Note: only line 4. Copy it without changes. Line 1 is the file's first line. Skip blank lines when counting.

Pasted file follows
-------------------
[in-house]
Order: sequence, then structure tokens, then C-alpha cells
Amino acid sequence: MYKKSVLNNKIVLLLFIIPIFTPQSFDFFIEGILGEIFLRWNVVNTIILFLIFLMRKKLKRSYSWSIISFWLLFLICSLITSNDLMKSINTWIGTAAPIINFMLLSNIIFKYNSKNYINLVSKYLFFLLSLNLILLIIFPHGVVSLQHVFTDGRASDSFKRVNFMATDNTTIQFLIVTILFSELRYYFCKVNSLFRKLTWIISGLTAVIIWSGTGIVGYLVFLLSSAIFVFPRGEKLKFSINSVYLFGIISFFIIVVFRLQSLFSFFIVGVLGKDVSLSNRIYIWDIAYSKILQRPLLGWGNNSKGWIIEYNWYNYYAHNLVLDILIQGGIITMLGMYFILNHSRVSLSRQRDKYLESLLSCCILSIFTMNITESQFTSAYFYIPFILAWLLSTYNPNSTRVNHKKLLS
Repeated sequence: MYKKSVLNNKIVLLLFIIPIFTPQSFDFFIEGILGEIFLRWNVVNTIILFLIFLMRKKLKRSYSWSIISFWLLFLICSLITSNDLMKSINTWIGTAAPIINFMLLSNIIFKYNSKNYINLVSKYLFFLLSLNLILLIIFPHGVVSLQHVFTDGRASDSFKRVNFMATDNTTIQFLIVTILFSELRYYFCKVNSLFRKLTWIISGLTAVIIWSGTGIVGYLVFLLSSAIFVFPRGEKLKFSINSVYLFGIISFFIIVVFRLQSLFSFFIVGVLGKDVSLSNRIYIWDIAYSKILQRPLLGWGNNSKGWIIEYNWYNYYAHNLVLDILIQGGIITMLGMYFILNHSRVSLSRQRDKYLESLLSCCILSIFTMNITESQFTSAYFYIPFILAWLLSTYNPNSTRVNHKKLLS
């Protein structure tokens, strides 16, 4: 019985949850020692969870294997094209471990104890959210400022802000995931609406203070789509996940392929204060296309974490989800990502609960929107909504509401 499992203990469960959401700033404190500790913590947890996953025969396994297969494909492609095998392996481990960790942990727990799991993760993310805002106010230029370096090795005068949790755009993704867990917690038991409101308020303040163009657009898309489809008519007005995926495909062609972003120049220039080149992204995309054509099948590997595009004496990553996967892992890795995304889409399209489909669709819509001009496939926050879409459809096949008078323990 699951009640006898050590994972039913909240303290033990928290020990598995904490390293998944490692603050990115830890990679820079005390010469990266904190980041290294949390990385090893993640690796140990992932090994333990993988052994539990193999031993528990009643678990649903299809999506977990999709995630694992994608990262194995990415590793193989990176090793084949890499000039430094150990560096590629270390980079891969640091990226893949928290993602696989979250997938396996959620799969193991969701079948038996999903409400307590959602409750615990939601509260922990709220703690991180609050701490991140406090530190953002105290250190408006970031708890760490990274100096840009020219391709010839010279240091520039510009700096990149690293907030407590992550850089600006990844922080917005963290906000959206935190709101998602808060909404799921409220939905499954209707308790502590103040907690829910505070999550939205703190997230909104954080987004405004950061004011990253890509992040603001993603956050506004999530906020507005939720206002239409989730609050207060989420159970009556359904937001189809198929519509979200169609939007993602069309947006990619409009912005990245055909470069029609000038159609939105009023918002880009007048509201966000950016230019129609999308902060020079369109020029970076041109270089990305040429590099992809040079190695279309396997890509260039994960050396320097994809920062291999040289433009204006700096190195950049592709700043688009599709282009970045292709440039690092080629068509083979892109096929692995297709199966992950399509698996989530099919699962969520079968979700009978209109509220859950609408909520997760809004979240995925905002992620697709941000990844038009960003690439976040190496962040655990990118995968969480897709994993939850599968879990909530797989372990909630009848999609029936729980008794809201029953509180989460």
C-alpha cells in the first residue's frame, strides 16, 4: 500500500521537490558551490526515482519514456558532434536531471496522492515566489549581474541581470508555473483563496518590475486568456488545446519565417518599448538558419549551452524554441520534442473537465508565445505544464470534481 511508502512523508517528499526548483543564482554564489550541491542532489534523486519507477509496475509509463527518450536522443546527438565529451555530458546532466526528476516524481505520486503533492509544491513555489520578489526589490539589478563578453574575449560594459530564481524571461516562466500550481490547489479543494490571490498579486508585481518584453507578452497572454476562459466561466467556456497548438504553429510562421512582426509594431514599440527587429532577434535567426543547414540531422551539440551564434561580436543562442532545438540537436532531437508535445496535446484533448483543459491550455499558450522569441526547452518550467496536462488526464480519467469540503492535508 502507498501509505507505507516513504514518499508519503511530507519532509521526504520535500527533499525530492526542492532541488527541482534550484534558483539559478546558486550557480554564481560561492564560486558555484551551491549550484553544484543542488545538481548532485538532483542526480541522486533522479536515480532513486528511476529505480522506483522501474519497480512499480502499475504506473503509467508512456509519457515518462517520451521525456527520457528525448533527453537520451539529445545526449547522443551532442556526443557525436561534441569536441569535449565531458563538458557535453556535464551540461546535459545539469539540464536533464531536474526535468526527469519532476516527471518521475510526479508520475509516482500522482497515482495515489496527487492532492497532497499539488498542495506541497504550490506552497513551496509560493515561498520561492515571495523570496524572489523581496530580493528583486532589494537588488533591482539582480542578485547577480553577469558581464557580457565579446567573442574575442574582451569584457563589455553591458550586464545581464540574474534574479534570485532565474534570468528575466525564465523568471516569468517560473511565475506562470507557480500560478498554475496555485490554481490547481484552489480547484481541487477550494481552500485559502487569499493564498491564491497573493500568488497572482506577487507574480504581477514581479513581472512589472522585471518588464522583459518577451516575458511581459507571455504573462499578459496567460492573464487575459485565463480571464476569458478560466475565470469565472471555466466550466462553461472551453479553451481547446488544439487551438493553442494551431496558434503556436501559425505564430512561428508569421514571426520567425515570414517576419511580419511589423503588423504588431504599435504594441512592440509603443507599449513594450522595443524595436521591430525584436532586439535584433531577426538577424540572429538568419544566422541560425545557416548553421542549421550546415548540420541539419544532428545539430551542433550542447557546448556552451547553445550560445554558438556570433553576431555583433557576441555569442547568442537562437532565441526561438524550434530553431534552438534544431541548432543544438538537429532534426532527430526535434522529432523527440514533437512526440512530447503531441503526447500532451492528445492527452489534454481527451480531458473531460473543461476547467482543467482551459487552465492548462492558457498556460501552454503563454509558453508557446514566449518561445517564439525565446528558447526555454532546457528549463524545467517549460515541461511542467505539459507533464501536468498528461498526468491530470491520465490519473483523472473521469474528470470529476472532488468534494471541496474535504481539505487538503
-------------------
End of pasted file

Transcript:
Repeated sequence: MYKKSVLNNKIVLLLFIIPIFTPQSFDFFIEGILGEIFLRWNVVNTIILFLIFLMRKKLKRSYSWSIISFWLLFLICSLITSNDLMKSINTWIGTAAPIINFMLLSNIIFKYNSKNYINLVSKYLFFLLSLNLILLIIFPHGVVSLQHVFTDGRASDSFKRVNFMATDNTTIQFLIVTILFSELRYYFCKVNSLFRKLTWIISGLTAVIIWSGTGIVGYLVFLLSSAIFVFPRGEKLKFSINSVYLFGIISFFIIVVFRLQSLFSFFIVGVLGKDVSLSNRIYIWDIAYSKILQRPLLGWGNNSKGWIIEYNWYNYYAHNLVLDILIQGGIITMLGMYFILNHSRVSLSRQRDKYLESLLSCCILSIFTMNITESQFTSAYFYIPFILAWLLSTYNPNSTRVNHKKLLS